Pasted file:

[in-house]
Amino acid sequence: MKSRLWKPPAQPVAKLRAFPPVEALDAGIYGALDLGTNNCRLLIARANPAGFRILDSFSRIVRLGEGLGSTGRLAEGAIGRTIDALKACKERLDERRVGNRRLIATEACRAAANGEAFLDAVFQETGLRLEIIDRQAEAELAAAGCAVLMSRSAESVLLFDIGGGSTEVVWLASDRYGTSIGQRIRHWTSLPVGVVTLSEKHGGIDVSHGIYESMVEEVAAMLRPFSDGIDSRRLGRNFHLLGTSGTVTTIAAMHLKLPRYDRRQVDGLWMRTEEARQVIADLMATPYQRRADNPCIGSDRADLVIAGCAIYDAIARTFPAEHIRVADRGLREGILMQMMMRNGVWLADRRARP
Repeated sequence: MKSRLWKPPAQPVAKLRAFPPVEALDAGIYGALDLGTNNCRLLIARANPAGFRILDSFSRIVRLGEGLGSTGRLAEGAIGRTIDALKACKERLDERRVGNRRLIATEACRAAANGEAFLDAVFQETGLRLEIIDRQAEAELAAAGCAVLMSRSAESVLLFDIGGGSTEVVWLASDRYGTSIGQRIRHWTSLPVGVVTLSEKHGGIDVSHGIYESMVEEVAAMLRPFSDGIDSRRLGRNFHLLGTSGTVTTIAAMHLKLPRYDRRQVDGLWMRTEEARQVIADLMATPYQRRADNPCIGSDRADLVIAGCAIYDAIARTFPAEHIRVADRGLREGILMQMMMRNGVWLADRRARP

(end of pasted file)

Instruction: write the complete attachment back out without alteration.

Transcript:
[in-house]
Amino acid sequence: MKSRLWKPPAQPVAKLRAFPPVEALDAGIYGALDLGTNNCRLLIARANPAGFRILDSFSRIVRLGEGLGSTGRLAEGAIGRTIDALKACKERLDERRVGNRRLIATEACRAAANGEAFLDAVFQETGLRLEIIDRQAEAELAAAGCAVLMSRSAESVLLFDIGGGSTEVVWLASDRYGTSIGQRIRHWTSLPVGVVTLSEKHGGIDVSHGIYESMVEEVAAMLRPFSDGIDSRRLGRNFHLLGTSGTVTTIAAMHLKLPRYDRRQVDGLWMRTEEARQVIADLMATPYQRRADNPCIGSDRADLVIAGCAIYDAIARTFPAEHIRVADRGLREGILMQMMMRNGVWLADRRARP
Repeated sequence: MKSRLWKPPAQPVAKLRAFPPVEALDAGIYGALDLGTNNCRLLIARANPAGFRILDSFSRIVRLGEGLGSTGRLAEGAIGRTIDALKACKERLDERRVGNRRLIATEACRAAANGEAFLDAVFQETGLRLEIIDRQAEAELAAAGCAVLMSRSAESVLLFDIGGGSTEVVWLASDRYGTSIGQRIRHWTSLPVGVVTLSEKHGGIDVSHGIYESMVEEVAAMLRPFSDGIDSRRLGRNFHLLGTSGTVTTIAAMHLKLPRYDRRQVDGLWMRTEEARQVIADLMATPYQRRADNPCIGSDRADLVIAGCAIYDAIARTFPAEHIRVADRGLREGILMQMMMRNGVWLADRRARP